• issue guidance that bans legislators, their staffs and their immediate families from holding office, recommending employment, or engaging in certain business dealings with state-funded not-for-profit organizations
  • provide guidance on the ethical rules applicable to dealings with large campaign contributors and their lobbyists
  • specify in that guidance a standard that prohibits the appearance of unethical conduct in selling special access to large contributors or their lobbyists
  • work to use guidance and advocacy to build a better and more ethical culture for the state of New York
  • use video messages from top state leadership to promote an ethical culture

Recommendations that would require legislation include:

  • eliminate the political party component of the special vote requirement for enforcement decisions
  • work to expand Project Sunlight beyond procurement and regulatory issues in the executive branch to include law making and the legislative branch
  • eliminate the express political test for gubernatorial appointments
  • reduce gubernatorial appointments to four
  • reduce legislative leader appointments to a total of six
  • add appointments by the Chief Judge, the Attorney General and the Comptroller
  • make the size of the Commission an odd number, namely thirteen

The report addresses concerns stemming from JCOPE’s structure, which some have called the potential “Achilles heel” of the agency. “Critics noted that even though JCOPE was the largest such ethics agency in the nation at fourteen members, the dissent of only two members can thwart the initiation of an investigation,” the report states. “Twelve commissioners can vote to proceed with an investigation of the executive branch and yet the opposition of two members can prevent it…. Governor Cuomo has acknowledged that ‘[t]o the extent that we need to make some tweaks to the law…then that’s something that needs to be entertained.’”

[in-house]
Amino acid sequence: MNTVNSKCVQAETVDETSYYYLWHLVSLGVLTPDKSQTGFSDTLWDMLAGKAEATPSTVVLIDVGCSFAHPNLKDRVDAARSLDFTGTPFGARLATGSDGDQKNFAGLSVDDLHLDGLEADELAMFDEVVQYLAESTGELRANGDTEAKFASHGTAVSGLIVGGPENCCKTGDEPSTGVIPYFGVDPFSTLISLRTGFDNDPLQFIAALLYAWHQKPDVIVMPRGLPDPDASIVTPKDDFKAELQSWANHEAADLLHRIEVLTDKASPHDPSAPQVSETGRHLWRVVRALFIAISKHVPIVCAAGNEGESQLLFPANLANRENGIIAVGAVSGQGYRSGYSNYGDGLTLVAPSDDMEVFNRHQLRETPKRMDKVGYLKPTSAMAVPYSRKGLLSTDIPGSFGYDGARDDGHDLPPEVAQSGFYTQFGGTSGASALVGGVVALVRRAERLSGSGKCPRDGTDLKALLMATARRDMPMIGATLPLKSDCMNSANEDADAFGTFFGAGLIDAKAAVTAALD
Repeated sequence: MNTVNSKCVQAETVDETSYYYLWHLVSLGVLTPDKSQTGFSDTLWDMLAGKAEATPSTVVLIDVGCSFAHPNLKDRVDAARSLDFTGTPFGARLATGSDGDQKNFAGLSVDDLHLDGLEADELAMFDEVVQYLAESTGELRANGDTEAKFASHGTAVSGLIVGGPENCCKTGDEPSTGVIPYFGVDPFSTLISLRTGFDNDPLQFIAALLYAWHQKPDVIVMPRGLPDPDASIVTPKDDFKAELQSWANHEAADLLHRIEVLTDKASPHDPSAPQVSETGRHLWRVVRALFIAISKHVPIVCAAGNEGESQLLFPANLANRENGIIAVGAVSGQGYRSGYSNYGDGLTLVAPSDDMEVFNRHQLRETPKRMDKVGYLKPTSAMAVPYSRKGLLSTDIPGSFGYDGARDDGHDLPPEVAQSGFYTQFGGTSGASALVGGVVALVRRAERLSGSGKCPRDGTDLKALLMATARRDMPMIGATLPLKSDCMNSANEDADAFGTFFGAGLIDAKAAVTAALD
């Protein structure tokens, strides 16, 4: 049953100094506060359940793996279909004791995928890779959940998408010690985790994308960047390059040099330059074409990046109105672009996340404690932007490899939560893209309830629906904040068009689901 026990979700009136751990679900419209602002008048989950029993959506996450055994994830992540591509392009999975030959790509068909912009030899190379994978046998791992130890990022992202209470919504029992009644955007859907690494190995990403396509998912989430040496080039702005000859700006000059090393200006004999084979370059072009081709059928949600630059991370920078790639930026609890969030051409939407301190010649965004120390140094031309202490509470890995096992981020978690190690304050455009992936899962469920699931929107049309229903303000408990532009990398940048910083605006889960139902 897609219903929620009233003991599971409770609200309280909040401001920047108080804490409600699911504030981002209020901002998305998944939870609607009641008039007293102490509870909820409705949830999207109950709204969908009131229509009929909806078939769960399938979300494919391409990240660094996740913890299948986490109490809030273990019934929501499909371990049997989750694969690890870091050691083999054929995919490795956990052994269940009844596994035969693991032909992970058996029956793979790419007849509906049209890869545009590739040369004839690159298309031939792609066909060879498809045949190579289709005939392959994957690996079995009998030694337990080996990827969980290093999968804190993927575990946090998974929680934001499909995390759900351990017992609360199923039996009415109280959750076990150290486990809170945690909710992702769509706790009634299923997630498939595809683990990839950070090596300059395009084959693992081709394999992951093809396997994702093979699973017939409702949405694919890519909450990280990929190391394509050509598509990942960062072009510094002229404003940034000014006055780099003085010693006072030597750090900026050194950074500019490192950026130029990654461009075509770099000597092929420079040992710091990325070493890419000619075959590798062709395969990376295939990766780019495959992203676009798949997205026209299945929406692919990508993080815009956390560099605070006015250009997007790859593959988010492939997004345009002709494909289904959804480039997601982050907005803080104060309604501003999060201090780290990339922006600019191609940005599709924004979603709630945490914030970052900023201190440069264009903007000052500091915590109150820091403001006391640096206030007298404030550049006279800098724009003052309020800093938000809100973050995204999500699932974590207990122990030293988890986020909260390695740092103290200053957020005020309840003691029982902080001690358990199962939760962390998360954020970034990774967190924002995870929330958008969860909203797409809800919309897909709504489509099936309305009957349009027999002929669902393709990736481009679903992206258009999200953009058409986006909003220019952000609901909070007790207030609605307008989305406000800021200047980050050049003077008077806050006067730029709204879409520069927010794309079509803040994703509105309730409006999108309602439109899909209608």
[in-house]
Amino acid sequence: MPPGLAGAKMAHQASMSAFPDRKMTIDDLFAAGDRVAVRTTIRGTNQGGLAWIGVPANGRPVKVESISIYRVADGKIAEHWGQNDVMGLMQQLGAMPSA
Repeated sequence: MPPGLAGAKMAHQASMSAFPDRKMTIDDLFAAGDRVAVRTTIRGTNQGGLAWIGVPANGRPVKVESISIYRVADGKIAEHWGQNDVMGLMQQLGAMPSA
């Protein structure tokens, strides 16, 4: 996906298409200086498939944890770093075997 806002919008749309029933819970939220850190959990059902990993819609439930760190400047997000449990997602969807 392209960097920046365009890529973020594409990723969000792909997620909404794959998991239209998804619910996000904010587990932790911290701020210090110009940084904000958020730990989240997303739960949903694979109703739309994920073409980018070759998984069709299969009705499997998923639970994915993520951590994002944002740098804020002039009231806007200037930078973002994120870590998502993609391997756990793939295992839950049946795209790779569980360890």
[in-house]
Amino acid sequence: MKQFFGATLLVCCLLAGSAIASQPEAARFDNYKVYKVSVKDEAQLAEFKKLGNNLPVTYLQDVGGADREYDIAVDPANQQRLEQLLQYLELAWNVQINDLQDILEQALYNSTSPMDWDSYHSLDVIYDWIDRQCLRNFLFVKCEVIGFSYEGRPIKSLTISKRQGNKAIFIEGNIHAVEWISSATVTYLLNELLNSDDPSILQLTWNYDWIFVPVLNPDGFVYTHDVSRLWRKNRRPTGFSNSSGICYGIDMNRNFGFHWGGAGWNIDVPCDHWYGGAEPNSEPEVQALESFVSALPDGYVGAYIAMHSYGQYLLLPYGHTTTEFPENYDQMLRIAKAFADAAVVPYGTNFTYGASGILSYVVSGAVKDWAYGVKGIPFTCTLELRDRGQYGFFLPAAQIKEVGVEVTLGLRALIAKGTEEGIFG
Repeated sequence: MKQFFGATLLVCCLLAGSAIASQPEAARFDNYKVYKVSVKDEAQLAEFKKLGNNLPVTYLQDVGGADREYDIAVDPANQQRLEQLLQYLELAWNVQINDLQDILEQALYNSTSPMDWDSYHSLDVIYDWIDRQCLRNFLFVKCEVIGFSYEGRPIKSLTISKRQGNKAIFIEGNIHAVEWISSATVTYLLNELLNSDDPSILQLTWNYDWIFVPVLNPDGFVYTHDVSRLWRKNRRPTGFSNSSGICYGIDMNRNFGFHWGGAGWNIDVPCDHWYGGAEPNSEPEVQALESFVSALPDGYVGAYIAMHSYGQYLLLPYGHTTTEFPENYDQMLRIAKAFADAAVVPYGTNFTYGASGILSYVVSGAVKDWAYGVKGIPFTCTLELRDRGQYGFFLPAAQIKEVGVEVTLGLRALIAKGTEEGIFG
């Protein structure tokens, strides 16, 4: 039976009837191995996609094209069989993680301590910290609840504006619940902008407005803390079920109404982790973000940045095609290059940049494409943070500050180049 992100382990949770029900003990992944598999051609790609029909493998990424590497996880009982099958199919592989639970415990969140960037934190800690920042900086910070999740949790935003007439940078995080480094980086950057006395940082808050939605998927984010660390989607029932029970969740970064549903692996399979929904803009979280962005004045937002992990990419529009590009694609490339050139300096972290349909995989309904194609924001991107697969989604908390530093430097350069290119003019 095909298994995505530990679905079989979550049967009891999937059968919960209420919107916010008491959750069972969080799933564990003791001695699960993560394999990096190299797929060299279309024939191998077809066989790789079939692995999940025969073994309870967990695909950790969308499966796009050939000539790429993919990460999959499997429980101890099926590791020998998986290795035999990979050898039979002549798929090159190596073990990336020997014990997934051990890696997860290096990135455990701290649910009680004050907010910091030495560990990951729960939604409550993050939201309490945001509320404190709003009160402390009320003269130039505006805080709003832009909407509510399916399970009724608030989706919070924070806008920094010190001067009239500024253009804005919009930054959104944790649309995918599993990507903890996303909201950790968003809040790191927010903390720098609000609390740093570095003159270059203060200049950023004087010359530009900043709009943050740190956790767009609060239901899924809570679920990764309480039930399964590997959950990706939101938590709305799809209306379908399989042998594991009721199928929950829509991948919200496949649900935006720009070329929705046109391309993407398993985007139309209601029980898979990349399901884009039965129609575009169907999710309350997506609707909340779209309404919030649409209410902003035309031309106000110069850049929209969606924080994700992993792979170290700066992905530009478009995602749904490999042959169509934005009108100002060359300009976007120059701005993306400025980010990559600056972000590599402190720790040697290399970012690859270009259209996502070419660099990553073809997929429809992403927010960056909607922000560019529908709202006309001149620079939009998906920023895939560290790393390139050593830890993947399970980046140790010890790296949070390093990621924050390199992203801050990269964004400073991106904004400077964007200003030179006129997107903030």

The report cites the Commission’s most high-profile effort to date, the investigation into sexual harassment allegations against former New York Assemblyman Vito Lopez, as the “primary example of the limitations the Commission’s structure creates for the Commission’s ability, in fact and appearance, to investigate ethical misconduct in state government with full independence.”

The report concludes, “We recognize that the remedies we are recommending constitute strong medicine. However the breach of public trust that now besets State Government requires strong medicine. It is always important to recognize the many persons of the highest integrity and commitment to public service who work in State Government. It is for their sakes as well as the public’s that the seeming unending trail of indicted and convicted legislators must end. As noted above, the Review Group, and the organizations with which it is affiliated, stand ready to help JCOPE in this task.”

The City Bar was represented in the Review Group by its Government Ethics Committee, chaired by Jeremy Feigelson. The Subcommittee that worked on the report was co-chaired by Evan A. Davis and Daniel E. Karson.

The report may be read here: http://bit.ly/1nUYutV

 

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The New York City Bar Association continues to urge passage of the Compassionate Care Act (the “CCA”) and applauds its inclusion in the Assembly’s 2014-15 Health and Mental Hygiene budget.

While commending Governor Andrew Cuomo’s earlier proposal to use his executive power to restart a research program that would allow some ill New Yorkers to obtain medical marijuana, the City Bar’s Drugs and the Law and Health Law Committees express concern in a report regarding the “narrow scope” of the proposal.